Why Evidence of security
is not proof of protection

What is the difference between Security and Protection?

posted by Douglas Ferguson on October 2, 2018
Reading time: 3.5 min




At Pharos, we often point out that “evidence of security is not proof of protection”. What do we mean?

The BIG GAP between security and business leadership
It’s no secret that CISO’s and security programs often have a tenuous relationship with the business and executive leadership. We hear a lot of ‘the business doesn’t get it’, ‘they only want a check box for security’, or ‘we cannot succeed unless we have a seat at the Board.

Simply put, business leadership are not being given reasonable outcomes to invest in. The onus is not on the business to ‘get it’ or to capitulate to the CISO’s budget and authority demands. The CISO must articulate outcome options, measure value and report on progress in terms that are immediately meaningful to the business.

The previous blog post introduced a set of six questions that are key to bridge this gap and articulate and influence at the executive and board level, raising security’s profile within the leadership of the organization. In this post we’ll focus on why evidence of security is not proof of protection.

What is the difference between Security and Protection?
As a first step to bridge this gap, we want to differentiate between security and protection in a way that produces a simple and shared language of understanding between security and business leadership.

When we say ‘security’ we are talking holistically, all the people, processes, technologies, information, partners, and vendors that comprise day-to-day operations. When we say ‘protection’ we mean a specific protection state, or risk exposure, relative to an impact from security breach. Protection isn’t an all or nothing – it’s a degree. It is gained by holistically calibrating, orchestrating, and integrating controls (e.g. predictive, preventive, detective, responsive) into a reinforcing ecosystem. We want to give the CISO the ability to demonstrate investment and control over an impact that is acceptable for the business. You don’t spend a million dollars to protect against a million dollar impact. There should be a spend to impact ratio that the CISO calculates across various delivery options.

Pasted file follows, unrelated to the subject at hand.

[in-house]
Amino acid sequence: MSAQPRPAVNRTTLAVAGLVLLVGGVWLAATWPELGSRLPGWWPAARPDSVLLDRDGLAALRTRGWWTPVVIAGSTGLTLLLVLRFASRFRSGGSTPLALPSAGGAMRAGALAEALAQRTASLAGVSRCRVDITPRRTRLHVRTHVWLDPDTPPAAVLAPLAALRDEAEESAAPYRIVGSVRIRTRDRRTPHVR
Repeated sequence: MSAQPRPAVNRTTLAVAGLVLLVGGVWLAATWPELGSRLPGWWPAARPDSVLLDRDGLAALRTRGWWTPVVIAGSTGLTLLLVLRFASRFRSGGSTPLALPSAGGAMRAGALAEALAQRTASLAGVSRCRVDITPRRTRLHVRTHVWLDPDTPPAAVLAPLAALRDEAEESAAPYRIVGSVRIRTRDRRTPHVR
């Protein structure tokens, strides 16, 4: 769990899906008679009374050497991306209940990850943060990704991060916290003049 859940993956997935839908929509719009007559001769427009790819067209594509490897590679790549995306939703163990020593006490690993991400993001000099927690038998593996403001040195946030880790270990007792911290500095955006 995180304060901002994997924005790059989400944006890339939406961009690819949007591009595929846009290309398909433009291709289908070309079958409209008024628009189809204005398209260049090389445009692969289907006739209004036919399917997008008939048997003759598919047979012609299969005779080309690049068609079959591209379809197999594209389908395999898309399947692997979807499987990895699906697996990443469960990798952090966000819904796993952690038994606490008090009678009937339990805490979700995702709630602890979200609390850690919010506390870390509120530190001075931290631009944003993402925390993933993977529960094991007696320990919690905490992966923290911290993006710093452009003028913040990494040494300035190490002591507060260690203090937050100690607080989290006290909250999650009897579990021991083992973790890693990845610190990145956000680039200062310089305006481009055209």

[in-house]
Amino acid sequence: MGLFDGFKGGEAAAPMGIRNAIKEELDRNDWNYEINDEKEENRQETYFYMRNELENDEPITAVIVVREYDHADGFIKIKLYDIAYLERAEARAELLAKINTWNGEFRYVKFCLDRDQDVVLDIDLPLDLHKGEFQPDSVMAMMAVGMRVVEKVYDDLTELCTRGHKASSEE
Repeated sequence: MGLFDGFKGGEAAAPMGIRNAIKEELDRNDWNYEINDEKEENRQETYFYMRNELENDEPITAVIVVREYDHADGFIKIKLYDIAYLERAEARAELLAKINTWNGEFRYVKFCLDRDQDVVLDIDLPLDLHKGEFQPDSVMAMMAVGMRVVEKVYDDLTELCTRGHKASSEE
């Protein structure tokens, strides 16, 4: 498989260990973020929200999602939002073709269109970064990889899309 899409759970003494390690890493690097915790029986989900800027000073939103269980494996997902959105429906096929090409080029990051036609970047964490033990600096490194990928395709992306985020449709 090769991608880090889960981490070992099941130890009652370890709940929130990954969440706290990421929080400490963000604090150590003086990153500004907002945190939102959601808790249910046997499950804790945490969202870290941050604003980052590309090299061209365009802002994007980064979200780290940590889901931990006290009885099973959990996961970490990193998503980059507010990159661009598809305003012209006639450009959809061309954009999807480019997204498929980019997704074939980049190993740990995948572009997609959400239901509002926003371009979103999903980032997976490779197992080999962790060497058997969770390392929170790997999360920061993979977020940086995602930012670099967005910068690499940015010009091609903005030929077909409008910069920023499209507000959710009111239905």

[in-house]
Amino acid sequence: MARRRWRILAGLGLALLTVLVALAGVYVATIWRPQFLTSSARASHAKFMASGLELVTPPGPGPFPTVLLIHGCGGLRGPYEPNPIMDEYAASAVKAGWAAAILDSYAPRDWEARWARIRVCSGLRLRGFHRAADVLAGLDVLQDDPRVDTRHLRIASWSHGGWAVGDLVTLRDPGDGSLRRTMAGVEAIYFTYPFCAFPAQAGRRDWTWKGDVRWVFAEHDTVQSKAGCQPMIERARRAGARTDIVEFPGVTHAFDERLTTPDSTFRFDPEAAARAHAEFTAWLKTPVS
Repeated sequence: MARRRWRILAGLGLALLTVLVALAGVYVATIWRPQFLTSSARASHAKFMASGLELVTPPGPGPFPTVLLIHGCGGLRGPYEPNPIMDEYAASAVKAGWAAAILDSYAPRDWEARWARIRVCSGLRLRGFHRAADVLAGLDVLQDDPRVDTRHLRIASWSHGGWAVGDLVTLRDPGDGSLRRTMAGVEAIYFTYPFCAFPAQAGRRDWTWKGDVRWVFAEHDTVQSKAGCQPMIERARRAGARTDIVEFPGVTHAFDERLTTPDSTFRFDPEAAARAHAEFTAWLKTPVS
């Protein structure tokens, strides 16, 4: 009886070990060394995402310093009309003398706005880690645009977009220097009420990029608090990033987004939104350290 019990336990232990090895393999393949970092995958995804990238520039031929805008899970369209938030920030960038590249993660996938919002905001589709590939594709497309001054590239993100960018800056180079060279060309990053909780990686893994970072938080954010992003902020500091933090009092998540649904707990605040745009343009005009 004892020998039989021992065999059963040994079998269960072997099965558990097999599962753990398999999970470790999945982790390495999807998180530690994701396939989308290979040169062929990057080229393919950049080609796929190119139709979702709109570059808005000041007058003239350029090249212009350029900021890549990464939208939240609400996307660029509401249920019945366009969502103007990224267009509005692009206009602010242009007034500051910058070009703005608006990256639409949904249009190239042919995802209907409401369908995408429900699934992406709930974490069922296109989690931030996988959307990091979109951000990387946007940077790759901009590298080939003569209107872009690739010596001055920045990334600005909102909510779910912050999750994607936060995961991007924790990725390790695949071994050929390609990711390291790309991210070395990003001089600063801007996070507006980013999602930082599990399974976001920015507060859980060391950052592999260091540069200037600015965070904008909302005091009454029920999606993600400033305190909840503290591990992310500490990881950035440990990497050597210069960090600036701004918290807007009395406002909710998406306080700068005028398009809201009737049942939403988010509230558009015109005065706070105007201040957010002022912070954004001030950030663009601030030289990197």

This sets up a clear cause and effect. In simple terms:
Proof of Protection

Let’s use the example of owning and building a house to clarify these differing positions.

In most cases, when you buy a house, you consider size, location, and quality vs. your current and future needs and wants vs. upfront and recurring costs. Further, you consider if we pay $x more for the house, we have $x less for our cars, vacations or other expenses.

Imagine instead that all we were told is how much wiring the electrician has done, or how much plumbing has been done, or how many windows have been installed, or how many bricks have been laid. Or even if I told you we are now laying x% more bricks today vs. yesterday. Or we are getting our bricks y% cheaper than yesterday. Or even if the wiring, plumbing, and other trades were ‘done to code’ or standards.

As a prospective home buyer, would you have any confidence that the sum of these actions and activities resulted in the right house for your family today and in the coming years – and that it was at a reasonable price?

No, because the former is about a result – what house I receive for a cost. The latter is about trade actions and activities. I can do all the right trades work with the right materials and to standard, and not get the right house – or even a house at all!

Security and Protection aren’t necessarily strongly correlated
If evidence of security is not proof of protection it stands to reason that more spending on security doesn’t necessarily mean you are better protected.

This weak correlation has led to untenable relationships between security and the business, and as a result we continue to see the CISO’s struggle to:
  1. Gain or maintain investment traction
  2. Produce programs with strong morale and retention
  3. Develop strong trust and support from executive leadership
  4. Gain a seat and influence with the Board
  5. Come to consensus agreement with the business on risk appetite
  6. Demonstrate what can, and cannot, cause unacceptable business impact
  7. Articulate the security program in business terms
  8. Establish a ceiling for security spend that is defensible to all challengers
  9. Demonstrate overall effectualness

Opportunity cost turns into opportunity lost
Security is competing with the rest of the business (e.g. marketing, sales, R&D) for limited investment. These other business functions can much more easily demonstrate valuable returns than security can using conventional approaches. Further, if increased investment doesn’t demonstrably result in increased protection why should the business invest more? If the most tangible result security can offer is a certificate of compliance, why should they opt to invest beyond that?

We can all agree:

By differentiating between Security (Cause) and Protection (Effect) we have taken one small step toward answering the core questions posed in the first blog post.

We will continue this journey in the following blog posts.